A shorter period of emplacement, instead of different sources, could alternatively form less voluminous deposits at Vinalia Faculae. However, relative stratigraphic relations do not provide evidence for the emplacement durations of the faculae: the central faculae and Vinalia Faculae both superpose, and are superposed by, the same geologic units (Fig. 1a) (Supplementary Discussion, subsection Bright material), meaning that relative emplacement durations cannot be derived. A set of crater-count-derived model ages suggest that Cerealia Facula began to form ~8 million years ago, while formation of Vinalia Faculae began ~4 million years ago43 (“Methods”, subsection “Crater-count-derived model ages”). While the model ages provide approximate ages for the faculae, and there is some evidence for possible local reactivation/resurfacing on Cerealia Facula ~1–2 million years ago43, the model ages cannot precisely quantify the emplacement durations of the faculae. Moreover, the small count areas used for the faculae, which have low crater densities and less large craters, are more susceptible to stochastic cratering variability, contamination by secondary craters and degradation/erasure of small craters than larger areas40,47. In addition, the frequently diffuse nature of the deposits make absolute age dating of the faculae notoriously difficult, and prone to relatively large uncertainties40,47. Thus, while a shorter period of emplacement for Vinalia Faculae cannot be entirely ruled out, there is no clear evidence supporting this possibility.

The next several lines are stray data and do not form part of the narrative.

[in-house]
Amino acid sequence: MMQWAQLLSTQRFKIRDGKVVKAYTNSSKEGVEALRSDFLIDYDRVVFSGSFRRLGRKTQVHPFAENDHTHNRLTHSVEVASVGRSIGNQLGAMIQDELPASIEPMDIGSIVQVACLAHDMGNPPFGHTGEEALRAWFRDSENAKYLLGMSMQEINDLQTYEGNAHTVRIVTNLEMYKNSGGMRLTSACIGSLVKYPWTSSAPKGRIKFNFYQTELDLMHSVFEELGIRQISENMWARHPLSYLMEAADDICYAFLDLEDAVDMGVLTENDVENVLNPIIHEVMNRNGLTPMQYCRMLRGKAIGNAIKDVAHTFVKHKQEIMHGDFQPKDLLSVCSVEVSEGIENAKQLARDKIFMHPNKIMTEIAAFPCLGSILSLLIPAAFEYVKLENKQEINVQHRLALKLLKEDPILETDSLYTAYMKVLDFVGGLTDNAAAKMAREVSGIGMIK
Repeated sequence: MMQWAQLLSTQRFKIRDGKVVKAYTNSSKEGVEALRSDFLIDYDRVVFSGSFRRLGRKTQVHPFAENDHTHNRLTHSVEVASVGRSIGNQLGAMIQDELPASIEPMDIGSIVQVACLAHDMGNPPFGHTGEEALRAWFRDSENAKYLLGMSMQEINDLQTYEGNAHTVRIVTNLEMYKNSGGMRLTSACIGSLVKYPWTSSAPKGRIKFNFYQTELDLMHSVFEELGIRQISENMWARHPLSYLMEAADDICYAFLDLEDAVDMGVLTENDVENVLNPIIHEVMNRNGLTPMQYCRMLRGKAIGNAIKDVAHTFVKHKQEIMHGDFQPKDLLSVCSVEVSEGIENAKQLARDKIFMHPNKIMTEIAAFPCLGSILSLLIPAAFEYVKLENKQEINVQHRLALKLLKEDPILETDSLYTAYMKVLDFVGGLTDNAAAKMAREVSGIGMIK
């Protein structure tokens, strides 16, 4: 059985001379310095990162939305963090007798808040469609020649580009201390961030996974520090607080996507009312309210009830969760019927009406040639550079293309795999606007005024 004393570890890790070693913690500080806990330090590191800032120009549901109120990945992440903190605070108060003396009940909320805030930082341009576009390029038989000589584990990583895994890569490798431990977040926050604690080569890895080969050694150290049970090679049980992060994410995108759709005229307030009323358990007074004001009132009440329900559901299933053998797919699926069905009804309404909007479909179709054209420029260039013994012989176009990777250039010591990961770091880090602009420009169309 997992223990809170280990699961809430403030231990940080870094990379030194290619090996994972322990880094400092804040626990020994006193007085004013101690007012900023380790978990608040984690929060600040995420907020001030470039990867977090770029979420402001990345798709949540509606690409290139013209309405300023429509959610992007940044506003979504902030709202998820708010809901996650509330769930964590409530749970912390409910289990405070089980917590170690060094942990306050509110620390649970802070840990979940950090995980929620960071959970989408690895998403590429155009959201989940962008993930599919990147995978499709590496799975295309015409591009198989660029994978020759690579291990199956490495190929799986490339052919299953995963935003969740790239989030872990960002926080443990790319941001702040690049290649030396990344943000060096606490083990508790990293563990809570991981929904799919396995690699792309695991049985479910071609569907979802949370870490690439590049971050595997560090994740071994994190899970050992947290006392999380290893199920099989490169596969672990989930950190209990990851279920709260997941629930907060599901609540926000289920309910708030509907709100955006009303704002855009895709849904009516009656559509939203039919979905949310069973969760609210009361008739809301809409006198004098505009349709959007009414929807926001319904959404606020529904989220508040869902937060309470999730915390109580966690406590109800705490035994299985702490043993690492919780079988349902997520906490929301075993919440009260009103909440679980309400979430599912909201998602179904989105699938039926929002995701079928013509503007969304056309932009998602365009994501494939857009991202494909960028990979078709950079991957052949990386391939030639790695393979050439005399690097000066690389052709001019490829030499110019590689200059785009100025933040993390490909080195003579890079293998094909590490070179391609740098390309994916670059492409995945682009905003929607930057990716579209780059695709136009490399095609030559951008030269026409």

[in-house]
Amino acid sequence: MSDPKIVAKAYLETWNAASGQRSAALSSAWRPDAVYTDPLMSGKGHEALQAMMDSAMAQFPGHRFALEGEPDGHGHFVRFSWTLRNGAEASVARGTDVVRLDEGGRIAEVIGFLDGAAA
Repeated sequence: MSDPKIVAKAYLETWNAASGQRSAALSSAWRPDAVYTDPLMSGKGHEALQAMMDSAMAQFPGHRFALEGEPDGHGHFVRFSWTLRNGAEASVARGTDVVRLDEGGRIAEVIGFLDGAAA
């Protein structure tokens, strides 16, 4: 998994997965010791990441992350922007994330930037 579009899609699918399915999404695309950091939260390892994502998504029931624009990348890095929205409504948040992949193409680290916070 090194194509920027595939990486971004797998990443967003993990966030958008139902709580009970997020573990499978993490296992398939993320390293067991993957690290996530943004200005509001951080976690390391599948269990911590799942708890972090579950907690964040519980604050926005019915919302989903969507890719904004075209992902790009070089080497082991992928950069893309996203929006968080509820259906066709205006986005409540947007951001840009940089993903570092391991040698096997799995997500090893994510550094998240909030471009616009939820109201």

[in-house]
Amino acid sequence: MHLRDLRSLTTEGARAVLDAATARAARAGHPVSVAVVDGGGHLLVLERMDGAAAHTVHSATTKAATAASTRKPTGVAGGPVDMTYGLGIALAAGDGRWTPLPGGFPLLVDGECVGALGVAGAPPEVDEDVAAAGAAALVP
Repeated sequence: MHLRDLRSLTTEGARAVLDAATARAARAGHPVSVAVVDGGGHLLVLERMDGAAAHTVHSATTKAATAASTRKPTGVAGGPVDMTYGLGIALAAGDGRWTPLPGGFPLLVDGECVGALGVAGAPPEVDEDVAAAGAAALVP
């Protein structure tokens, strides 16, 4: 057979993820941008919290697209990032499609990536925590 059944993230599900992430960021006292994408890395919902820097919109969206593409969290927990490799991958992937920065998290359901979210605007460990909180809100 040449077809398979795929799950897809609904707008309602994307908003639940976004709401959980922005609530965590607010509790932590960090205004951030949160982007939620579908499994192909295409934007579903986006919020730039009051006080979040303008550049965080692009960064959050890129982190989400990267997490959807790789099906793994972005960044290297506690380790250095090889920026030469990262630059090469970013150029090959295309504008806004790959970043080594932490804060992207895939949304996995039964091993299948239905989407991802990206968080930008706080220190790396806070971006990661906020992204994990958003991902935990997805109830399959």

In our geologic map, the percentage of the total area encompassed by the continuous bright material in Cerealia Facula is 2.5 times that of the percentage of the total area encompassed by the continuous bright material in Vinalia Faculae. This is consistent with there being more ballistic emplacement at Vinalia Faculae18,20,21, which provides surficial evidence for the gaseous content of the faculae-forming brines. The shallower (\(\underline{\underline < }\)35 km deep9), impact-induced melt chamber would be under lower pressure. Consequently, volatiles would be partially exsolved from these brines before they were emplaced onto the surface, resulting in comparatively less ballistic emplacement. In contrast, the deep brine reservoir (\(\underline{\underline > }\)35 km deep9) would be under greater pressures, keeping more volatiles in solution until they neared the surface, resulting in comparatively more ballistic emplacement at Vinalia Faculae, as observed.